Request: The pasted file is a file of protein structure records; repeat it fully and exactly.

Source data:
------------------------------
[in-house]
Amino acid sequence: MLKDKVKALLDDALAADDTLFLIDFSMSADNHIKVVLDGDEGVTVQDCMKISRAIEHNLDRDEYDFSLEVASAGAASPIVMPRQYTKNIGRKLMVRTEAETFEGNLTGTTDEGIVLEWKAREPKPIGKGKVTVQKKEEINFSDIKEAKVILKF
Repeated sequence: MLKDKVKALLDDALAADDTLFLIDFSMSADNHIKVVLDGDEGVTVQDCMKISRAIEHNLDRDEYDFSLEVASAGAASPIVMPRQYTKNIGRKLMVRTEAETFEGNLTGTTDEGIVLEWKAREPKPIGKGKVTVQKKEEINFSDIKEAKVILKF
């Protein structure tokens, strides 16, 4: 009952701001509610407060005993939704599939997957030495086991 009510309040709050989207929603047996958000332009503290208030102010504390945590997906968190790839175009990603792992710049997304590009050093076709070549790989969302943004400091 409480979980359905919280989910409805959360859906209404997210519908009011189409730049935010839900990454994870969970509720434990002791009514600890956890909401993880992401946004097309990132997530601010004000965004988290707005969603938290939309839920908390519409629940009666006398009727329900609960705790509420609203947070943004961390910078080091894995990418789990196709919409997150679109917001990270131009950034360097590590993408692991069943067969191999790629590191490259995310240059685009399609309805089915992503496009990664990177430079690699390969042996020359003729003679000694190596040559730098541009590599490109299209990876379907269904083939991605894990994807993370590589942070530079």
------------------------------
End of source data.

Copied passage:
[in-house]
Amino acid sequence: MLKDKVKALLDDALAADDTLFLIDFSMSADNHIKVVLDGDEGVTVQDCMKISRAIEHNLDRDEYDFSLEVASAGAASPIVMPRQYTKNIGRKLMVRTEAETFEGNLTGTTDEGIVLEWKAREPKPIGKGKVTVQKKEEINFSDIKEAKVILKF
Repeated sequence: MLKDKVKALLDDALAADDTLFLIDFSMSADNHIKVVLDGDEGVTVQDCMKISRAIEHNLDRDEYDFSLEVASAGAASPIVMPRQYTKNIGRKLMVRTEAETFEGNLTGTTDEGIVLEWKAREPKPIGKGKVTVQKKEEINFSDIKEAKVILKF
């Protein structure tokens, strides 16, 4: 009952701001509610407060005993939704599939997957030495086991 009510309040709050989207929603047996958000332009503290208030102010504390945590997906968190790839175009990603792992710049997304590009050093076709070549790989969302943004400091 409480979980359905919280989910409805959360859906209404997210519908009011189409730049935010839900990454994870969970509720434990002791009514600890956890909401993880992401946004097309990132997530601010004000965004988290707005969603938290939309839920908390519409629940009666006398009727329900609960705790509420609203947070943004961390910078080091894995990418789990196709919409997150679109917001990270131009950034360097590590993408692991069943067969191999790629590191490259995310240059685009399609309805089915992503496009990664990177430079690699390969042996020359003729003679000694190596040559730098541009590599490109299209990876379907269904083939991605894990994807993370590589942070530079």